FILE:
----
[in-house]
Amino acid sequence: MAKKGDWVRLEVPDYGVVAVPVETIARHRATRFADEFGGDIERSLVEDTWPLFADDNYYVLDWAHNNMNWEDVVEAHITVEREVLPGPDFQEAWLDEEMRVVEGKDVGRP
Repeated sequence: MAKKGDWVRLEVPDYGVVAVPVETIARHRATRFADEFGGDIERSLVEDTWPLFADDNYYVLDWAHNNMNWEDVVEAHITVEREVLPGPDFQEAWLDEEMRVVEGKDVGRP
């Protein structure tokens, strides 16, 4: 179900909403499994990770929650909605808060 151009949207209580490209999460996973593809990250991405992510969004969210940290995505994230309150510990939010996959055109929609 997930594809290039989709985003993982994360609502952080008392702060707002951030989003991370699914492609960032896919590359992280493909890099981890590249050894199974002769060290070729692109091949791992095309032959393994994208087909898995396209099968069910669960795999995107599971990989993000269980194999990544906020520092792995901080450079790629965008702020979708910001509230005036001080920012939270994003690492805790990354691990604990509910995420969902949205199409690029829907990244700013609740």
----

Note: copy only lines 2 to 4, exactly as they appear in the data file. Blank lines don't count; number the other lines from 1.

Amino acid sequence: MAKKGDWVRLEVPDYGVVAVPVETIARHRATRFADEFGGDIERSLVEDTWPLFADDNYYVLDWAHNNMNWEDVVEAHITVEREVLPGPDFQEAWLDEEMRVVEGKDVGRP
Repeated sequence: MAKKGDWVRLEVPDYGVVAVPVETIARHRATRFADEFGGDIERSLVEDTWPLFADDNYYVLDWAHNNMNWEDVVEAHITVEREVLPGPDFQEAWLDEEMRVVEGKDVGRP
């Protein structure tokens, strides 16, 4: 179900909403499994990770929650909605808060 151009949207209580490209999460996973593809990250991405992510969004969210940290995505994230309150510990939010996959055109929609 997930594809290039989709985003993982994360609502952080008392702060707002951030989003991370699914492609960032896919590359992280493909890099981890590249050894199974002769060290070729692109091949791992095309032959393994994208087909898995396209099968069910669960795999995107599971990989993000269980194999990544906020520092792995901080450079790629965008702020979708910001509230005036001080920012939270994003690492805790990354691990604990509910995420969902949205199409690029829907990244700013609740």